My kind of man

It’s not often that I fall for a man just by the sound of him, a man I’ve never met nor am ever likely to meet. But right up there on my list of people I’d like to have to dinner, to get to know, is one Eusebio Leal Spengler. It’s not often either that I feel a pang of envy, but envious I am of Huffington Post writer Salim Lamrani, who interviewed my man back in 2014, an interview that was translated into English from the French by Larry R. Oberg.

I tripped across Spengler on a walking tour of Habana Vieja (Old Havana). Armed with a guidebook and a map and himself’s unerring sense of direction, we trod the streets and noticed how much better looking this part of the city is than where we were staying. Another world entirely. And all thanks to one man, the City Historian. Thanks to him, more than 100 old buildings have been fully restored.

Back in 1994, Castro recognised that even with the fall of the Soviet Union, the architectural heritage of Old Havana had to be preserved. He turned over ownership of all historical buildings to the Office of the Historian and gave it a budget equivalent to $1 million. The Habaguanex Tourist Company was formed. Two years later, they’d turned that one million into three. Twenty years later, the return in resources is closer to 100 million. Work though, had begun much earlier, as far back as the late 1970s.

But what is most interesting about Spengler is is vision that restoration isn’t just about restoring buildings. It has a social aspect as well.

What were the most pressing goals when the restoration works began?
What encouraged me most were the buildings that were being lost. But, life showed us that we had to struggle to keep the city as a whole rather than as one of separate elements; that a pure restoration project could not be feasible if it didn’t include the social aspect, i.e., the city with its dwellers. Then, it was necessary to have a much broader idea, more participative and popular, which took into account housing and health care. That’s why restoration has included the creation of geriatric centers or others which take care of disabled children.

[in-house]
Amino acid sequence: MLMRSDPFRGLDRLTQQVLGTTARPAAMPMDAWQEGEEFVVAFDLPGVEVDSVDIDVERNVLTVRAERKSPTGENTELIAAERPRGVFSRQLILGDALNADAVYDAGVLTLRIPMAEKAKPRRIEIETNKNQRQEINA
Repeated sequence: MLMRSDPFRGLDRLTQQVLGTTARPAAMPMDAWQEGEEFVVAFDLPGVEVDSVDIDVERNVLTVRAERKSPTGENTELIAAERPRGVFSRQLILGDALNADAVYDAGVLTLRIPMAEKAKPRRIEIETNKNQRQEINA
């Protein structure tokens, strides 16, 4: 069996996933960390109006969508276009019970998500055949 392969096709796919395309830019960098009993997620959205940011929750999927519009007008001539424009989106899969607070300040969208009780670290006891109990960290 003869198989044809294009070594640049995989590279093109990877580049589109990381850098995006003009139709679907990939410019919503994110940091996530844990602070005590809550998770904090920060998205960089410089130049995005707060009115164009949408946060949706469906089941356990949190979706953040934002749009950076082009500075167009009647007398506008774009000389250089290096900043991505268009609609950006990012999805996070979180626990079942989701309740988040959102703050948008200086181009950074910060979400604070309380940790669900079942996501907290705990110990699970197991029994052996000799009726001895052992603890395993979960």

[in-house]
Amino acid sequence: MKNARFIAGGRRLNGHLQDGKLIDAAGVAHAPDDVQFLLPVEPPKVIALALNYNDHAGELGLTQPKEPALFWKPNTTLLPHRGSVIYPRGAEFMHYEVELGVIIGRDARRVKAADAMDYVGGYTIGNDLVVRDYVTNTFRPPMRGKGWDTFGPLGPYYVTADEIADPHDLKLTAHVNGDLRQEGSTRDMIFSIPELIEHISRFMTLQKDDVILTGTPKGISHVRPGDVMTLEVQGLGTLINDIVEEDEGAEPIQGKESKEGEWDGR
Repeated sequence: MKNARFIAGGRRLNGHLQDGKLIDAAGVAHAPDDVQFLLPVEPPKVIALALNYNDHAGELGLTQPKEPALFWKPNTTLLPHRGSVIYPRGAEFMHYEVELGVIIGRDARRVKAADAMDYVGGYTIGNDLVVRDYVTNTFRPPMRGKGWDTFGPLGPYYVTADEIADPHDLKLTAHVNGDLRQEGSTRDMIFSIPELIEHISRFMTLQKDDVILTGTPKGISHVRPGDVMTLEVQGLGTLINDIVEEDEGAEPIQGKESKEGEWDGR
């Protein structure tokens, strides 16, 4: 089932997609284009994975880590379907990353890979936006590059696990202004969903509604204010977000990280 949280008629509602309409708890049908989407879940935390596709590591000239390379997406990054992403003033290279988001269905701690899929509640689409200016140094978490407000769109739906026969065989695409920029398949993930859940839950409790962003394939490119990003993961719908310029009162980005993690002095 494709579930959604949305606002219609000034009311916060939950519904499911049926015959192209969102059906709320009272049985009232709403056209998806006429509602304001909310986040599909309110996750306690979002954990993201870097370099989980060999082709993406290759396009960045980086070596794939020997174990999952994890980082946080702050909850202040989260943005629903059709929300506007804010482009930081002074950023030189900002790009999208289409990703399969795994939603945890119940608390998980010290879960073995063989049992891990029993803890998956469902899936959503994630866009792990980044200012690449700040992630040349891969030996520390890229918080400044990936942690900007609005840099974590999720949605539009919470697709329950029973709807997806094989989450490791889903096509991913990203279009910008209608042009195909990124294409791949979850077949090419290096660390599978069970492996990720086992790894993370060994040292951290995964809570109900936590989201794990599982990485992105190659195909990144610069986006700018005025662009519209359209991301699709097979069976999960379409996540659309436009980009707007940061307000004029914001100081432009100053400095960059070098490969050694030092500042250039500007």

Today, 45% of the profits from the tourist company go back into building the tourism infrastructure, while 65% go to redeveloping the local community for its 91 000 inhabitants. A tremendous achievement.

And it’s a joy to see. Whether it’s the amazing Cathedral de San Cristóbal de la Habana on Plaza de la Cathedral or the kids playing football on a school break amidst the museums of Plaza Vieja, or the old folks sunning themselves near the retirement home serenaded by street musicians.

And yes, I know I had a moan about what people do in the name of tourism, and it’s more evident here (as the spot for cruise ship passengers), but I suppose it’s no different than street artists anywhere else in the world. I’m not sure why I find it so upsetting in Cuba. I know. I am a dreaded tourist, too. But somehow I expected to be in the minority.

Wandering the streets, peaking through doorways, discovering interior gardens in thriving cafés, this is what Spengler must have had in mind. From the fabulously renovated Pharmacy Museum to the host of other impressive buildings in the ‘hood, this part of town is a world apart from Centro Habana and El Barrio. And the good thing is that the money spent on lodging and dining in some of the many hotels and restaurants in the neighbourhood goes back into the community. That I can live with.

All aboard